A state of anxiety prevailed in Egypt following a statement by British Prime Minister Boris Johnson during his participation in the United Nations Climate Change Conference in Glasgow, Scotland. He said, “when the temperature rises only 4 degrees, we will say goodbye to entire cities, which are Miami, Alexandria, and Shanghai, they will all sink underwater.”
This warning brought back the spotlight on Egyptian and international studies and fears, which warned years ago of the danger threatening areas in Alexandria as a result of rising water levels due to increased temperatures as a result of climate change. This coincides with the existence of measures on the ground to protect the city, which the Egyptian authorities confirm that these measures have been going on for years.
Rising sea levels due to climate change threaten to inundate neighbourhoods and archaeological sites in the city of Alexandria, which has survived many disasters since its founding two thousand years ago. Despite this, experts say that there are solutions that may prevent this from happening.
Dam engineering specialists talk about two scenarios for the disappearance of Alexandria: erosion or drowning. The first is clear and well-known, while the second is still vague. There is also a third scenario for its survival, by filling large areas with sand on the beaches of the historic city.
In addition to the scenario of filling or feeding with sand, there are two other scenarios to protect Alexandria, which the government says it has been working on for years. The first scenario is technical, related to setting concrete barriers and relying on early forecast devices, while the second is environmental, and it is concerned with supporting green projects to preserve the environment and confront climate change.
According to some pessimists, the possible drowning will include all the lowlands in Alexandria, not the entire city, as it will sink under a column of water between 0.5 and 1.5 meters until the end of the current century.
This will lead to the disappearance of the beaches with a low-level east and west of Alexandria, such as “Mandara”, “Al-Montazah” and “Al-Anfoushi”, which are located at a level close to zero. This means that the waves coming from the sea will cover all the low-lying areas, which will result in a rise in the level of the (salty) groundwater to penetrate the foundations of the houses. This is in addition to its deepening over a 1 kilometre inside the city, exacerbating sewage network malfunctions, and threatening agricultural areas.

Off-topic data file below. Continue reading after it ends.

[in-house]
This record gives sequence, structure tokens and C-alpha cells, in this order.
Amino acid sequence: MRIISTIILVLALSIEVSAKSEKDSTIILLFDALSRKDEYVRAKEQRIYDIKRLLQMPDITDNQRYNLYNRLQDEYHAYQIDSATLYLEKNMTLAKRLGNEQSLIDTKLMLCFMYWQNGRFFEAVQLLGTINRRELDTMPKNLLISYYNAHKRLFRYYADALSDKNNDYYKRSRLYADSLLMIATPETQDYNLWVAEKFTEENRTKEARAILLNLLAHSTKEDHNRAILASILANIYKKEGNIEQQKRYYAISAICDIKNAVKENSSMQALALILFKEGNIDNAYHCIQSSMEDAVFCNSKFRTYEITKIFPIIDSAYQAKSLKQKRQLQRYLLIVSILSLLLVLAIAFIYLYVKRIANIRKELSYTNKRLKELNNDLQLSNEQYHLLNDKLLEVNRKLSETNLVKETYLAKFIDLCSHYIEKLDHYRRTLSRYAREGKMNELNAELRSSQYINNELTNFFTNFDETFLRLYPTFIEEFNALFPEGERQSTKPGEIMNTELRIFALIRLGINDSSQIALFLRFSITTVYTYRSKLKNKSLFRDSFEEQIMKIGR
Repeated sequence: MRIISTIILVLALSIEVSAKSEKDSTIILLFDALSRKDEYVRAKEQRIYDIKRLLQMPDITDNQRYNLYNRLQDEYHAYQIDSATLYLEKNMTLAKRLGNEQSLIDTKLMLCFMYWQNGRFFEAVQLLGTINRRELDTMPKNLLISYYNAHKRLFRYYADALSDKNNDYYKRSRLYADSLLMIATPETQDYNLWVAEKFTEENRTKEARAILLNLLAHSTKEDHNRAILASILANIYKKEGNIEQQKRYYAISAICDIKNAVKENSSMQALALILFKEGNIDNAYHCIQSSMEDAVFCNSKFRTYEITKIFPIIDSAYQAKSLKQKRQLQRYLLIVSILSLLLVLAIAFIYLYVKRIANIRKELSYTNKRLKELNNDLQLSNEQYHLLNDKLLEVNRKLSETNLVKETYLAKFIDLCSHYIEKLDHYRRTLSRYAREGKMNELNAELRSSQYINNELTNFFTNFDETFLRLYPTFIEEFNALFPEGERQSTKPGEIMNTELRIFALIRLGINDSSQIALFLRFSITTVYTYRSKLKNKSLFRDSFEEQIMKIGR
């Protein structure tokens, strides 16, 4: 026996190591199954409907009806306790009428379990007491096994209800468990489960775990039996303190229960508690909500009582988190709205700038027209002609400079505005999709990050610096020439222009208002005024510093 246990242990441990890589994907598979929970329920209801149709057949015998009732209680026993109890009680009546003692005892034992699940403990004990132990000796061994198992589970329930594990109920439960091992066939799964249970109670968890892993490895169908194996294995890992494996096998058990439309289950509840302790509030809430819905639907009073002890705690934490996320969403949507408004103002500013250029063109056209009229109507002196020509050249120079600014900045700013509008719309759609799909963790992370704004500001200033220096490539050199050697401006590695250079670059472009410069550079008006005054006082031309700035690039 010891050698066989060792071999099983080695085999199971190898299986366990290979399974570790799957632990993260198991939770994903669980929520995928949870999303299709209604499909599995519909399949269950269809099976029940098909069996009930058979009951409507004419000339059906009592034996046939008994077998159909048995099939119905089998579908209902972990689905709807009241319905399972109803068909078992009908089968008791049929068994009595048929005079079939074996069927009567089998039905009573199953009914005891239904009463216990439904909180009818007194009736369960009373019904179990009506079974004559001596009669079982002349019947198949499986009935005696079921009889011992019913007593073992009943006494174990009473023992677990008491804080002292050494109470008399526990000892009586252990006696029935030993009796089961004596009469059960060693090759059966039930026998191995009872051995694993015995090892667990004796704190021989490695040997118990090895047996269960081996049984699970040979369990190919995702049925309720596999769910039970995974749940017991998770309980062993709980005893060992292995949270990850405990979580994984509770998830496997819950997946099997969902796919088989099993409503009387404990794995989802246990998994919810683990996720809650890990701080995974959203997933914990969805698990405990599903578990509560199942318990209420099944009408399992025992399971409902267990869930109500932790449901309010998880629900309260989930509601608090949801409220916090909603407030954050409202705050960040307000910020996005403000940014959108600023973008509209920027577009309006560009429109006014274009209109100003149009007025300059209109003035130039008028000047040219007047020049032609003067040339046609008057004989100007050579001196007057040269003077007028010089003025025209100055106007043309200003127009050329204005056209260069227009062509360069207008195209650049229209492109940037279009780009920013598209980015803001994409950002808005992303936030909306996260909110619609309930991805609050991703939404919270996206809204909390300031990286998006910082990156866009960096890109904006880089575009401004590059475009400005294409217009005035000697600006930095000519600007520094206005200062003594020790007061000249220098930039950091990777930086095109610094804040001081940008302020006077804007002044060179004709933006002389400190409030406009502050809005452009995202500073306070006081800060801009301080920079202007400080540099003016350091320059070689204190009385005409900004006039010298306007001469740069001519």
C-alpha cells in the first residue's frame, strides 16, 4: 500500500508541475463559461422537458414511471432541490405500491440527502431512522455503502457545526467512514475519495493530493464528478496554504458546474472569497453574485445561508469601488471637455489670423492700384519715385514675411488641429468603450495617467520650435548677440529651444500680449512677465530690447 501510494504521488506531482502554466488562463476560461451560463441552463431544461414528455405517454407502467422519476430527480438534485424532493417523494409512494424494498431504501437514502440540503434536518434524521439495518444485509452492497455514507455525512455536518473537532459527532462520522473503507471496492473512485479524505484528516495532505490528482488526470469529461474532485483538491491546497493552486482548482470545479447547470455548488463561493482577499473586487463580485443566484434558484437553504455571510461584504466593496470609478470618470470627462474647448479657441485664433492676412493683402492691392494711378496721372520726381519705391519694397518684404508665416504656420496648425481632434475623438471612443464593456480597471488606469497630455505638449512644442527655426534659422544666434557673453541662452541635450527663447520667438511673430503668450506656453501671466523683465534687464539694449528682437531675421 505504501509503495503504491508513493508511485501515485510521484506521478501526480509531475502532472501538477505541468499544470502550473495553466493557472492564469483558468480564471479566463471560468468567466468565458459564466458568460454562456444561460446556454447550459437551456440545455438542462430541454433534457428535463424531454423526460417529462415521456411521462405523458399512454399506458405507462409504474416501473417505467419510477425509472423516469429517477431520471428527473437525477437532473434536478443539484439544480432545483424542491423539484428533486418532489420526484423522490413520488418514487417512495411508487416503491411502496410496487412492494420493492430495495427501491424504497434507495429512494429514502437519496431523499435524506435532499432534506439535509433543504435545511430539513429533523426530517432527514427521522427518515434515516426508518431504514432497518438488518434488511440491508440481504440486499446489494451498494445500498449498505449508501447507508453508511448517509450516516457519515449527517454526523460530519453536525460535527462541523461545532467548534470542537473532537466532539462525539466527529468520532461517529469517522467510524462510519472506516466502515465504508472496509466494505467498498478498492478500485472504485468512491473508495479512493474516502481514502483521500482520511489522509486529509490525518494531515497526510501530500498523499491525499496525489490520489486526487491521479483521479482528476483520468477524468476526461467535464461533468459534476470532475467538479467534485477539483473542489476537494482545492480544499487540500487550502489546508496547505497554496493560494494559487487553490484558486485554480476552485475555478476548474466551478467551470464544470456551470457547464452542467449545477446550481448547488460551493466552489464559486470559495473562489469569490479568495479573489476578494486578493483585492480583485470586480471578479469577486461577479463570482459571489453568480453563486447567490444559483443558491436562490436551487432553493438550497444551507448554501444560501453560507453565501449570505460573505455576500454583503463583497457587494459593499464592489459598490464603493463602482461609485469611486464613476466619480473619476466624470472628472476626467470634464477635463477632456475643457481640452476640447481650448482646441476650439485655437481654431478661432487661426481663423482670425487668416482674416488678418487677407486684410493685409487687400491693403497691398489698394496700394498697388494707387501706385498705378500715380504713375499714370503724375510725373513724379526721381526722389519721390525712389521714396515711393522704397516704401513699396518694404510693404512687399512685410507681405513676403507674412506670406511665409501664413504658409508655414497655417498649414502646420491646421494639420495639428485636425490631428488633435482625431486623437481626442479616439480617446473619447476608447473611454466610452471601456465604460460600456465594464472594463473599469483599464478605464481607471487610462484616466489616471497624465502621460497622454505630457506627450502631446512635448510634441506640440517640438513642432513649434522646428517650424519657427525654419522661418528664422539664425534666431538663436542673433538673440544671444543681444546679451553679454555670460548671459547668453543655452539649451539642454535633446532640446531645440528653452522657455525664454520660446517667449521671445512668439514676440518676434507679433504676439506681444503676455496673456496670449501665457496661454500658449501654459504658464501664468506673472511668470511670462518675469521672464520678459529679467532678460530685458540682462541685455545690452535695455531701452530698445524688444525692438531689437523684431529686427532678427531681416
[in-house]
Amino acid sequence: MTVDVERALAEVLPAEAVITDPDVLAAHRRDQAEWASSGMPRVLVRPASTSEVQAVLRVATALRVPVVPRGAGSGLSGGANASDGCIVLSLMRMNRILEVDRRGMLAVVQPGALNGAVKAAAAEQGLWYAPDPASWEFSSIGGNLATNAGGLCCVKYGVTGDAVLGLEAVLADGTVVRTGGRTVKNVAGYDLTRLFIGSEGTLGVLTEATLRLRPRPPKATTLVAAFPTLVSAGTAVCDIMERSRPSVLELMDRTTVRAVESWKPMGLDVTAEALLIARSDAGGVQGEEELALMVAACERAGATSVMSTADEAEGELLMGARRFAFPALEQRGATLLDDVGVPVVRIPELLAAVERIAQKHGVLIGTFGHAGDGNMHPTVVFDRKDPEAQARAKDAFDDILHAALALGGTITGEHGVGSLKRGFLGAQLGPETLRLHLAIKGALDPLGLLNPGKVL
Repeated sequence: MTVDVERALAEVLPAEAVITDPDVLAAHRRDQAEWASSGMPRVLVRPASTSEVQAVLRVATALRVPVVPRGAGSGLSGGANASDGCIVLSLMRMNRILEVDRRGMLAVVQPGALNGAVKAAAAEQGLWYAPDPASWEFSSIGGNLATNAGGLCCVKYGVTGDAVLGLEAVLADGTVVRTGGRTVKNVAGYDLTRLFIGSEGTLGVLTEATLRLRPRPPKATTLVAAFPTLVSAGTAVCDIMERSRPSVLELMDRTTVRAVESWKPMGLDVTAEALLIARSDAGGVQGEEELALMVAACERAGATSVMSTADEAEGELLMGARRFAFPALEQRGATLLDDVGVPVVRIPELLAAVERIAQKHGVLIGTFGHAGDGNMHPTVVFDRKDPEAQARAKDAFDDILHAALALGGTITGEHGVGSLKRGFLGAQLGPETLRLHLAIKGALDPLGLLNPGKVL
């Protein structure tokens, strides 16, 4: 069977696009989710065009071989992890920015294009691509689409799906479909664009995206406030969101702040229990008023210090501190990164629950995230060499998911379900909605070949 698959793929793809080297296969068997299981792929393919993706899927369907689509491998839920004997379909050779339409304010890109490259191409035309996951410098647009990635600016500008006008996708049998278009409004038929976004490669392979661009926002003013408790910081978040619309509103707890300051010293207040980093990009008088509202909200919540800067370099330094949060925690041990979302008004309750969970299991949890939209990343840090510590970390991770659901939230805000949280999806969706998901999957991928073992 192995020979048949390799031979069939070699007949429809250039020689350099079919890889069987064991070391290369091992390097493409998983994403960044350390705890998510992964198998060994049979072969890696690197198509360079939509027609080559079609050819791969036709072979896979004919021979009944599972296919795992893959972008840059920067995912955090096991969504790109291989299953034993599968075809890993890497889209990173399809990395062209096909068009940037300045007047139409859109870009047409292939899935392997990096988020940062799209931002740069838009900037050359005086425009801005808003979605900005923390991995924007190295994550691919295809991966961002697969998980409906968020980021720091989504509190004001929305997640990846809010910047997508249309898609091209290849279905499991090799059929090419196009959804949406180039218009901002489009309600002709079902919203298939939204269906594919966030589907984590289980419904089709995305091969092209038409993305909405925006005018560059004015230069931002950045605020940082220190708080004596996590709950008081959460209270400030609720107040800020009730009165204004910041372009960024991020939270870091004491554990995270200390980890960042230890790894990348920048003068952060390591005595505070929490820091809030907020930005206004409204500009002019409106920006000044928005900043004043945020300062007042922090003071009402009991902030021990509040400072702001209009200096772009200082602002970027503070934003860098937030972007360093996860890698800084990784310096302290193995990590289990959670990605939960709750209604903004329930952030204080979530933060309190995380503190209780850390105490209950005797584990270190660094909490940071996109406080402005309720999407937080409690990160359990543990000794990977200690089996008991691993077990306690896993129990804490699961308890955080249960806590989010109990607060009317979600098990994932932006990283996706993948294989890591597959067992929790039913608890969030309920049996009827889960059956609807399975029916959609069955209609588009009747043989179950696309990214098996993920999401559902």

In previous years, the height of the sea waves in Alexandria did not exceed 8 meters during the worst winter storm, while we are currently hearing official numbers talking about 10 and 15 meters. In confirmation of the threat of the waves, the Governor of Alexandria, Mohamed Al-Sharif, said in a statement a few days ago that “the city was exposed to torrential rains and floods. It has been significant since 2015 and is increasing every year and leads to huge waves with storms.”
Studies by international organisations have previously warned of the danger of Alexandria drowning – including a report by the Economic Development Organization in 2009, and a study by the World Bank in 2007 – due to climate changes. This comes as the Mediterranean started to witness hurricane-like phenomena hitting the coasts of its cities.
Work is currently underway on the backfill scenario, which means replenishing the sand on its beaches with sand, just as the Netherlands did to protect its lands from drowning because it is located at sea level. This is a scenario that Egypt is already working on, as work is currently underway to protect the most critical 69 kilometres on the coast of the delta from the risks of climate change and sea-level rise.
The Egyptian state is also working on the construction of concrete blocks in the sea to reduce erosion, as part of protection projects, accompanied by green projects to protect the environment. About 60% of this project has been completed, as sand bridges have been implemented that represent 100% protection, and were formed from the dredging products of Lake Burullus, to collect sand by wind during the seasons when it blows to form dunes.
Following the statement of the British Prime Minister, Egypt’s Minister of Water Resources and Irrigation Mohamed Abdelconfirmed that the scenarios that Johnson talked about are “not surprising” and known, and there has been a plan to confront them for years, stressing that the government’s protection moves will prevent Alexandria from sinking.
Environment Minister Yasmine Fouad also revealed that more than EGP 7bn ($445m) were allocated during the past five or six years to implement protection measures on Egyptian beaches, especially Alexandria. These statements restored a lot of reassurance to the souls of Egyptians and non-Egyptians who are in love with the saffron soil of Alexandria.
Dr Hatem Sadek is a Professor at Helwan University